Publication Date: March 3rd 2015 by Viking Books for Young Readers
Genres: Young Adult, Contemporary, Mental Health, Travel/Road trip
Number of Pages: 352 pages
My Rating: ★★★★✩
After the sudden collapse of her family, Mim Malone is dragged from her home in northern Ohio to the “wastelands” of Mississippi, where she lives in a medicated milieu with her dad and new stepmom. Before the dust has a chance to settle, she learns her mother is sick back in Cleveland.
So she ditches her new life and hops aboard a northbound Greyhound bus to her real home and her real mother, meeting a quirky cast of fellow travelers along the way. But when her thousand-mile journey takes a few turns she could never see coming, Mim must confront her own demons, redefining her notions of love, loyalty, and what it means to be sane.
David Arnold’s debut novel, Mosquitoland, follows the story of a very lonely and afflicted Mary Iris “Mim” Malone. Her parents divorced, her dad remarried a month later, and, convinced that her father and stepmother are hiding something about her mother’s health situation, Mim steals $1800 from her stepmother, runs to her mother and away from Mississippi – the titular Mosquitoland.
The book is written from Mim’s POV, which we all know could mean that she may not be entirely aware of her surroundings and only writes what she sees or believes in, therefore makes her unreliable.
I think understanding who you are — and who you are not — is the most important thing of all Important Things.
The first thing I noticed in Mosquitoland is the writing. There was something so captivating with the way the story was told. It was dream-like. Is this really happening? Is this a hallucination? WHAT IS LIFE!!! Also, the author did not romanticize mental illness in this novel (which most of the authors do). I just… I have to commend David Arnold on this work of art. *sighs*
There’s so much to discuss about this book that I find myself struggling where to start, but I’ll try: Don’t read this if you’re in the mood for a light-read. Because it’s totally not.
I have to talk about the amount of hate this book is receiving — how it’s trying too hard to be the next John Green novel, the use of “war paint”, and the unrealistic everything — and why I have to disagree with that.
- Trying too hard to be the next John Green novel. I totally get how a lot of readers could sense a JG vibe from this book. I get it. But I don’t see it that way.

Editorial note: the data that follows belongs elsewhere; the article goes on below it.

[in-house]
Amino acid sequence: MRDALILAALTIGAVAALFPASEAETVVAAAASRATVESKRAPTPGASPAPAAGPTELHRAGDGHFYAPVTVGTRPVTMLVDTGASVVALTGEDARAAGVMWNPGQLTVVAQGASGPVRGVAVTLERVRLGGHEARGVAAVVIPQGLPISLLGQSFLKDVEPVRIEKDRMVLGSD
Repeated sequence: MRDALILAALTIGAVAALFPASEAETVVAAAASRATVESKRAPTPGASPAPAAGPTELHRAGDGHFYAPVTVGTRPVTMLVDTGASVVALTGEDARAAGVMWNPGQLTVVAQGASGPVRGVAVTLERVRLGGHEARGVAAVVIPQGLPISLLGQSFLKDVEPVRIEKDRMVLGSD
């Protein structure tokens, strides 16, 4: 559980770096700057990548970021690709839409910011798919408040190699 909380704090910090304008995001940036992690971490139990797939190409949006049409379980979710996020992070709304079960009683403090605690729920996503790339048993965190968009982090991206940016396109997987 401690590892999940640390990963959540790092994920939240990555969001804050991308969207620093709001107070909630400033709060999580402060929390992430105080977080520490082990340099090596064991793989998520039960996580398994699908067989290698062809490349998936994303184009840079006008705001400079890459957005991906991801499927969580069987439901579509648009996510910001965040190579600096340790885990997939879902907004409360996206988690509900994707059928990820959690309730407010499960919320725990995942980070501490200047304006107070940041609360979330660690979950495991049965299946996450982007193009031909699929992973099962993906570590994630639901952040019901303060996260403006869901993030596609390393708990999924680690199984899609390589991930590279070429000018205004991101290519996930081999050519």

I see an author who has done a great job in writing and creating his characters; it just happened that [some] readers are sooooo over the John Green “genre” where there is a philosophically-minded, sarcastic, and i’m-so-freaking-cool-and-you’re-so-freaking-not teen protagonist. But please, give this book a chance.
The use of “war paint” which a lot of readers found insulting. Alright, non-readers, I have to orient you about this one: So, Mim often suffers from anxiety and panic attacks, and her way of regaining herself is putting on her “war paint” with the use of her mother’s lipstick. About 1/3 of the book, we learned that Mim is 1/16 Cherokee.Here’s a thing: Mim appeared to be clueless about a lot of things throughout the book, that’s why I didn’t even think the war paint was insulting! In fact, it didn’t even occur to me until I started reading reviews. Moreover, she clearly said she’s misinterpreting her Cherokee heritage (among other things?). Readers are aware that the “war paint” wasn’t actually used to offend anyone (cultural appropriation), so I’m not really sure what the fuss is about. If you know something, please please explain it to me, I would very much appreciate it.
- Unrealistic everything. May it be referring to Mim’s being or the way the whole “road trip” thing went on, readers found this book unrealistic.
Part of the beauty of this character is that she is, as I mentioned earlier, clueless about almost everything. She is brave so she decided to become spontaneous. She is spontaneous because she wanted to get what she wants. She is flawed and therefore makes her so human. So youthful.
I think about how quickly things have changed for me. But that’s the personality of change, isn’t it? When it’s slow, it’s called growth; when it’s fast, it’s change. And God, how things change: some things, nothings, anythings, everythings . . . all the things change.
As for the road trip, I didn’t care much about that. It is so beautifully written and the side characters are well-crafted as well. It was also very fun to take a peek on the endpaper every once in a while!
Despite enjoying the company of Mim and her friends in this book, the reason I gave it 4 stars instead of 5 is I find it kind of difficult to really get into the story. It is beautifully written, there’s no doubt about that, but there were just some parts where I’d be like blablabla. . . oh wait I didn’t get that. Damn, now I have to reread it! For example, ~*SPOILER ALERT*~ the night of the accident just happened out of nowhere. It was hard for me to grasp the situation what with the author’s way of writing. Also, Mim’s constant complaining and snarky remarks got tiring at some points.
I recommend it to contemporary YA fans looking for something a bit different, readers who like road trips, and people who like indie movies.
Although not as much as I wanted to and not as much as I thought I would, I LOVED MOSQUITOLAND. It’s full of heart-warming moments and quotable quotes! It’s something I would reread for the purpose of understanding Mim more; her personality, her struggles, her whole being, is so intriguing. I’d like to know more about her and imagine her as a friend. She’s a bit annoying sometimes, but you couldn’t help but root for her on her journey. This book is just delightful.